Think of how many people a day officers interact with. Being able to effectively communicate, read body language, and calm a situation down are important skills for law enforcement. While not every person can be de-escalated, there are many instances where simple tactics such as using a calm voice and creating distance can make a difference.
Instead of relying on instructors to act as role-players or just learning through bookwork and presentations, simulation of de-escalation in virtual reality training has opened the door for realistic practice engaging with real people.
If a simulated scenario only has a couple of options and pathways to resolution, it can only be done so many times. Users in the simulator would easily learn what they are “supposed” to do, and the element of predictability would be too strong.
Our multi-incident scenarios of de-escalation in virtual reality training have several branching options, allowing officers flexibility in how they respond and for instructors to change things up depending on the actions of the trainee. If the trainee’s de-escalation tactics are not working, the instructor could choose to make the on-screen character react with hostility. On the other hand, if the officer is effectively communicating, the instructor might allow the scenario to end peacefully.
As an officer, you’ve heard the word many times. It has become a buzzword, and not always in the right context. Properly de-escalating by using only verbal communication skills can reduce the chances of force being used if the person wants to be de-escalated. This includes using a calm voice, creating distance, avoiding inflammatory language and swearing, and letting the person safely vent.
It is important to note that not every subject can be de-escalated. Some people are too heavily under the influence of illicit substances, and others are simply not willing to cooperate no matter what. This is known by most officers, but the public tends to think you can wave a wand and calm everyone down. In these situations, the officer must do what is necessary to protect themselves, the public, and the subject as well.
While training for use-of-force incidents is important and should be done, officers rarely fire their weapons. In comparison, officers talk with members of the public many times per shift. In fact, the New York Times reported that 32-37 percent of officers’ shifts involve responding to non-criminal calls. Not only is keeping peace part of their jobs, but they often act as mediators, therapists, and a listening ear. This reality is reflected in the high number of scenarios that involve de-escalation in virtual reality training with VirTra’s simulators.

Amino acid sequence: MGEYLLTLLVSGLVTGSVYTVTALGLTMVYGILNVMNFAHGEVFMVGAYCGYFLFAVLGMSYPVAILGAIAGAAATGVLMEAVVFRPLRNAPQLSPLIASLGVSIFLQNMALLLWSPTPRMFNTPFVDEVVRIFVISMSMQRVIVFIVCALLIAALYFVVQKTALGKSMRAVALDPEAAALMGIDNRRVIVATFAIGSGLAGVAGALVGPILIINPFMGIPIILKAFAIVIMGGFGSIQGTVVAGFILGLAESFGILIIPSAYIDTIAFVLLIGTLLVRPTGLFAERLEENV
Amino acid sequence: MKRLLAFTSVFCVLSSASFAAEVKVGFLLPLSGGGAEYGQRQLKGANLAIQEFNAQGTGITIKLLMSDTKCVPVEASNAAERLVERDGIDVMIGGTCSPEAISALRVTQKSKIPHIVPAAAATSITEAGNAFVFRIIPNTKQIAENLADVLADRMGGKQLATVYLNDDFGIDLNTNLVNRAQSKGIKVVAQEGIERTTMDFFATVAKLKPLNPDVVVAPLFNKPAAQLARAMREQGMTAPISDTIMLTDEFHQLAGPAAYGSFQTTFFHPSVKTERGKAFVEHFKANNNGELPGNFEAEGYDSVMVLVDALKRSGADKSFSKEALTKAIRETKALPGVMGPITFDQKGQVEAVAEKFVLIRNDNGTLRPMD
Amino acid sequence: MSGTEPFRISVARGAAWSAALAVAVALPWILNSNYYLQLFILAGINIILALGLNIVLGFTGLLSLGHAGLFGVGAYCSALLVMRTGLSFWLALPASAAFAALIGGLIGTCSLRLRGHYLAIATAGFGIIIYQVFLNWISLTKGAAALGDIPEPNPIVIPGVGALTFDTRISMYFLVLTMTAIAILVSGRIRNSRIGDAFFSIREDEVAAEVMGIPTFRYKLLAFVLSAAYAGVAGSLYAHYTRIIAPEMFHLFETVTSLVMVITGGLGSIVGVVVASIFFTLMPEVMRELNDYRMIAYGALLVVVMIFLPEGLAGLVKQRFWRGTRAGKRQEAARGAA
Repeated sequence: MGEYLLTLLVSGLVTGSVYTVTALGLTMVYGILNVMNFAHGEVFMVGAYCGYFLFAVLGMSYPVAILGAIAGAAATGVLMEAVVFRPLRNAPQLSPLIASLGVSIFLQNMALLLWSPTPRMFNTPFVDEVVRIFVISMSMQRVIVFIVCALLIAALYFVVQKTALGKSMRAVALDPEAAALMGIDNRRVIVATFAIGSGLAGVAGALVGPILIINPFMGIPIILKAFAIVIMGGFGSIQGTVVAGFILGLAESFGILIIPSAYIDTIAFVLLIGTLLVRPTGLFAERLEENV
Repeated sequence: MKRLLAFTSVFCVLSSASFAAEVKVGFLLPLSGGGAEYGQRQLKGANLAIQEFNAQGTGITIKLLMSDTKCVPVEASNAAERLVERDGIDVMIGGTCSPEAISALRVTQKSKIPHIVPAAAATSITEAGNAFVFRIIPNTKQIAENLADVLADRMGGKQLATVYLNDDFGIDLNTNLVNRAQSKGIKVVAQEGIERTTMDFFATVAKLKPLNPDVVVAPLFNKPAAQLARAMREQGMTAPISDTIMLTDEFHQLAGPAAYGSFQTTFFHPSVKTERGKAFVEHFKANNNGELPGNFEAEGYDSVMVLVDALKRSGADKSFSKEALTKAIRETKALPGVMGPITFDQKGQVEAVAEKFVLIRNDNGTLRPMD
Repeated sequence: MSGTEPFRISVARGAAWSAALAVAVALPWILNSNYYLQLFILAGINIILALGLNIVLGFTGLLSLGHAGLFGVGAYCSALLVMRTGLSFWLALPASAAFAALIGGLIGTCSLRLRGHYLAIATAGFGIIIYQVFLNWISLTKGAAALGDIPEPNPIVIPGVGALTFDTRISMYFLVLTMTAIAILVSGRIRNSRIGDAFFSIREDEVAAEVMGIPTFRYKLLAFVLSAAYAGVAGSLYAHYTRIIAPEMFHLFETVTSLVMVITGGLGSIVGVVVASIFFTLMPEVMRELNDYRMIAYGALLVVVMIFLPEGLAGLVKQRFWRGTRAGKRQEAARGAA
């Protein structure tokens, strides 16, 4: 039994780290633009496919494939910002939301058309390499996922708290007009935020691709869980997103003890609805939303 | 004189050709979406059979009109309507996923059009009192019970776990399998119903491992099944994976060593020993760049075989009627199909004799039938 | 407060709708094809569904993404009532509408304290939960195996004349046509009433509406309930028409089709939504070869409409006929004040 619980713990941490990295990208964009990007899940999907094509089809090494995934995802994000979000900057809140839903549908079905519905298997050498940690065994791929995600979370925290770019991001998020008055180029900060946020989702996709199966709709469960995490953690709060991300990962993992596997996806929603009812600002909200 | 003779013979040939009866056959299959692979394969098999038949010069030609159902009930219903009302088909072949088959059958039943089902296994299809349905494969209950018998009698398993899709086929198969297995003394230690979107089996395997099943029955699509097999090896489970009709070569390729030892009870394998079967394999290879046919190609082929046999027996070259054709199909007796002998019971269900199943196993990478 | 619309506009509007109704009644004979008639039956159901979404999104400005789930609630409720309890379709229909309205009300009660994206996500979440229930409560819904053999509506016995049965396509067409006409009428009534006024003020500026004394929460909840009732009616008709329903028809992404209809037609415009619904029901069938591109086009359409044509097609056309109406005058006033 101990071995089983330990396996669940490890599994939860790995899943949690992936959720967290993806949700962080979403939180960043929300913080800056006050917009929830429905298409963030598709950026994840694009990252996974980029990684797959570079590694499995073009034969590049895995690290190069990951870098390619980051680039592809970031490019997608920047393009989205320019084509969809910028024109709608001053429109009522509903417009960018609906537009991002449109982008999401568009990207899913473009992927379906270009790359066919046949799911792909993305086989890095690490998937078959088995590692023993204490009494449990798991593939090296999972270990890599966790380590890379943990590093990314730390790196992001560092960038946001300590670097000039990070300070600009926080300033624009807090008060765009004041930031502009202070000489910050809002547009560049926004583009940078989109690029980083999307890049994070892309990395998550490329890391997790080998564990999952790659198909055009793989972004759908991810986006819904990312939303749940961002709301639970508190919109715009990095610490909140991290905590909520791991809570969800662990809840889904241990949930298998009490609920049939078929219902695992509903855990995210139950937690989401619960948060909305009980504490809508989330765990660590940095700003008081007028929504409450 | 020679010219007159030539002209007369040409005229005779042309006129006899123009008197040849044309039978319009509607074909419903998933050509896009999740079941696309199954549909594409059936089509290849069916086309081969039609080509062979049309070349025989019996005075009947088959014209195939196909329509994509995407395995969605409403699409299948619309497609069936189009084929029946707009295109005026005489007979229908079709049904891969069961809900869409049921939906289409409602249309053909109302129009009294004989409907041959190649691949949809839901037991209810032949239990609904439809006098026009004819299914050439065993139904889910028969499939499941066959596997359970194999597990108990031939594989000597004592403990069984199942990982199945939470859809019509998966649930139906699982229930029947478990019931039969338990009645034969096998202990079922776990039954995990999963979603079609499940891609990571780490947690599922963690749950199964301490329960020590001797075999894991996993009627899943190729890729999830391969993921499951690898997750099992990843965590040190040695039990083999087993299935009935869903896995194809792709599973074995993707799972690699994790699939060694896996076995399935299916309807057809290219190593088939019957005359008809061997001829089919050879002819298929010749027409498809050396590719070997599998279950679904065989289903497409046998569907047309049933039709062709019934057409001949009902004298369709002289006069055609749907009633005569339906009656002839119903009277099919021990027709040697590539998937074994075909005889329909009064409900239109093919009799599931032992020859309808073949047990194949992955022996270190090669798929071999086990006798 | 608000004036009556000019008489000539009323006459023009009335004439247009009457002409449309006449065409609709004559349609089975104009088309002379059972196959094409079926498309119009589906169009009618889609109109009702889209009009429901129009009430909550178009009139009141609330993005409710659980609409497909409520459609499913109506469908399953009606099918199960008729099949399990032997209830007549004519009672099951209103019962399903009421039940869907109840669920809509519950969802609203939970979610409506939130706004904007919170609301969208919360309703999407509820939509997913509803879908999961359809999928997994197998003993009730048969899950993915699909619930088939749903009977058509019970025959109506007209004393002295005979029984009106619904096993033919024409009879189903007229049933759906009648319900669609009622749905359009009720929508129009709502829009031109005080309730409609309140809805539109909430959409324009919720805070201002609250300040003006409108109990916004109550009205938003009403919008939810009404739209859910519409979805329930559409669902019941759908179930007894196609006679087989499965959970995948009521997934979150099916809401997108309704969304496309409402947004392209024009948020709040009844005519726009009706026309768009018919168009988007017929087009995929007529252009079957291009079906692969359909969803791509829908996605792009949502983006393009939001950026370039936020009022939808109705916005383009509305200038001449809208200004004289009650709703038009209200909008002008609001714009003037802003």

People can be irate and unruly in many situations, locations, and ways. Maybe it’s during a traffic stop, at a residence, or a public park. In each of these situations, instructors can choose what the subject will say, if they will calm down, or if they will become further enraged. Even in active threat training scenarios, a subject can raise their hands and surrender to officers – not every scenario has to end in lethal force.
VirTra gives instructors and officers alike a flexible way to train for de-escalation in virtual reality. They are able to hone communication skills. Would you like to schedule some time with a representative for more information? Contact a product specialist to learn more.
VirTra’s use-of-force simulators have a vast number of scenarios covering everything from de-escalation to active threats. The scope broadens even more when the number of branching options is considered, allowing multiple ways to reach a resolution. With an average of 85 branching options per scenario, no single event is guaranteed to go a certain way – just like in the field, where unpredictability is part of the job.
Instructors can drive a scenario in any direction based on the student’s interaction with the on-screen character. VirTra’s branching features allow for instructors to manipulate the evolution to achieve any manner of training objective. The objective could be based upon policy, best practices, or vital training like de-escalation. Trainers can reward good behavior by having an aggressive character become compliant because proper de-escalation techniques were used. On the other hand, students who are not performing well can be encouraged to step up their game.
Usually, departmental policy dictates what skillset trainees will be developing during recurrent training. With our branching options, instructors can accomplish departmental training objectives by running each trainee through the same scenario, however using our branching function the scenario can play out differently based on individual performance. If the same scenario with the same pathway to resolution is run multiple times, students learn to “game” the system and recall what happens next. Giving an instructor to change things up prevents trainees from becoming complacent.
An example of a VirTra scenario is “Midnight Madness,” where the officer is responding to an active threat in a theater. They chase an armed male suspect after navigating the theater and seeing injured victims. In the end, what will the suspect do? Will he give up or will he begin to fire his weapon? Will the trainee fire back in time or be hit by gunfire? What if an innocent person pops out and startles the trainee, causing them to fire their weapon? Each action has different consequences – just like in reality.
Another scenario called “Teacher’s Pet” features a broad array of branching options. The image below shows only a portion of the available options.